Thursday, September 10, 2009

Screwed Up: Moving

For those unfamiliar with my story, Screwed Up: My Life, please start at the beginning here. The purpose of me writing this intimate account of surviving a difficult childhood is explained here. This story in its entirety can be found at and is available for purchase for $12.95 plus shipping and handling.

I tossed and turned all night. I was exhausted, yet I was too stressed to sleep. I tried to stay positive about everything that had just happened that day. I tried to have faith in Heavenly Father and I prayed for hours that night. I pleaded and begged that I wouldn’t have to live with my stepdad and his wife for very long and that I could find someone else to live with. My stepdad and his wife had already betrayed me enough times and I didn’t want to be tricked again.

We got up the next morning and went to the mall in Tulsa and went shopping at the Old Navy. I picked out a pair of khakis and their daughters picked out some pants as well. I think that shopping was supposed to be a way for me to get my mind off of what was going on, but I could help but think about my life.

Later that day, this family put me on a small airplane headed to Texas. In just three weeks I had moved four times. It would not be the last that year. My plans had been to find a place to live just as soon as I got to my stepdad’s home. He knew this and had agreed that would be the best for me.

I was stressed beyond comprehension.
I hardly wanted to eat or drink and yet I knew that if I stayed in my bed all day that I would become more withdrawn and depressed. So, I walked the neighborhood during the daytime sometimes walking as many as four miles. I ended up losing twenty five pounds in that one month since I had left Indiana between walking and losing my appetite because of the stress I was under.

I had to find somewhere else to live. I was back in my old ward in the Mormon Church in town and I had the same friends from Texas that I had known before. My best friend was no longer living in the area, but I remembered some of the other girls from church. Perhaps I could live with them? God would help me, I knew it—or at least I wanted to believe it. I felt that if I didn’t believe it, then I definitely would not be helped. I had to persevere even though I felt God had left me a long time ago.

It was at a Young Womens activity at my bishop’s house that his daughters told me just how happy they were that I was moving in with them. I had no idea…I was surprised to say the least. Within a couple days, while my stepdad and his wife were at work, I left without telling them. I felt like I was getting them back for abandoning me and it felt good to me to catch them off guard.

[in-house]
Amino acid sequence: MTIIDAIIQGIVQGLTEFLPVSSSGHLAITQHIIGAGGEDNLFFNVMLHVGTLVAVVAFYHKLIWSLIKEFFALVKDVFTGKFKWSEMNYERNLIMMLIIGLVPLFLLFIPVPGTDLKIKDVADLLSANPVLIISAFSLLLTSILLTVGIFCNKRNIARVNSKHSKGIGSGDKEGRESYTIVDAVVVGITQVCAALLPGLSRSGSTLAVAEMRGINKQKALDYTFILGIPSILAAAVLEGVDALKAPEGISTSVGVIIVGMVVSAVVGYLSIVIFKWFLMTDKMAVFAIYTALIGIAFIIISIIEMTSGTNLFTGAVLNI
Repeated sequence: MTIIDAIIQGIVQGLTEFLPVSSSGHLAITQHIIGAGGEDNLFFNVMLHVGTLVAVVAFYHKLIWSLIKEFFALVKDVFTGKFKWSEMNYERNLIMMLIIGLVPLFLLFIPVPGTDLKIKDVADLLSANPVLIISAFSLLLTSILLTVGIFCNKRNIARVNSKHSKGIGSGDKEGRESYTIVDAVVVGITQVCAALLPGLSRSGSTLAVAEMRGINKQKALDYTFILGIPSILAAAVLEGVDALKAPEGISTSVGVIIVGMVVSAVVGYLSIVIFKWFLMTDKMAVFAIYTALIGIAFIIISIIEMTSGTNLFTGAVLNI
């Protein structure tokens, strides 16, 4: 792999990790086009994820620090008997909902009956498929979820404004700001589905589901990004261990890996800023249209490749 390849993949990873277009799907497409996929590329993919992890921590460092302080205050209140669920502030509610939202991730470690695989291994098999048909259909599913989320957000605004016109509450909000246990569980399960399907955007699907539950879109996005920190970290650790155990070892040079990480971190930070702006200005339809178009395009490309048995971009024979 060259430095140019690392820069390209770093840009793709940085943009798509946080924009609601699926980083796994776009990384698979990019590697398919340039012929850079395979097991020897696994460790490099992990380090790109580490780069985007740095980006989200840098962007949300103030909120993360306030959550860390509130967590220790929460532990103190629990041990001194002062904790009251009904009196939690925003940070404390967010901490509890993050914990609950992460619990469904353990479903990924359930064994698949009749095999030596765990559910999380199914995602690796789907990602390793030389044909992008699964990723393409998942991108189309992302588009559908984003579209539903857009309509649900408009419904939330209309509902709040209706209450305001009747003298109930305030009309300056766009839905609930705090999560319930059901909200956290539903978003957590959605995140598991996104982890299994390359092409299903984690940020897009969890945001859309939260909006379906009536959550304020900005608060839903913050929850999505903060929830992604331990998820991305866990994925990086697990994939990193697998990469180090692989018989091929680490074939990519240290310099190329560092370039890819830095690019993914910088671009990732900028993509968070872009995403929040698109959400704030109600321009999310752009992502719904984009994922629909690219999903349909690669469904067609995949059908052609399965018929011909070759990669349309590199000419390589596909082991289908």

God had answered my prayers after all and had helped me find a nice family to live with.

Yet, I still felt loyal to the family I lived with in Indiana. Even after all I had been through, five moves in six weeks, I still felt like I needed to love and honor my family in Indiana—the family that had kicked me out that I still didn’t understand why. I tried to act happy and felt it was the only emotion I could display as I thought any other emotions would cause this family to hate me too. I had hurt too much in the last few weeks and I didn’t want to hurt anymore. I was sick from stress and tired of pain.

I knew that the only way I would ever be able to have a family was if I created my own family. So, over the next year I would record characteristics in my journals that I wanted in a family. Most of these characteristics were qualities that the families I had lived with had. I also began my quest of finding a soul mate my last year of high school. I thought that the only way I would ever have a family is if I married someone. I was still seventeen and thought the only way to be loved was to be married. It was a foolish and naïve thought, but it made sense to me at the time.

Immediately after moving in with this new family in Texas, I looked for a job and took the first one I could get. If I was going to go to college, I was going to have to pay for it myself. Now, I had to be a little particular about the job I was going to land. It had to close as I would probably have to walk there myself, it had to be flexible as I could not work during the daytime as I had school to attend, and it couldn’t be too serious as I would only be working there until December as that was the end of the semester for school and this new family said I could only live with them until then. After that, I had to find another place to live. So, when I was offered a job working at a nearby movie theatre, I took it.

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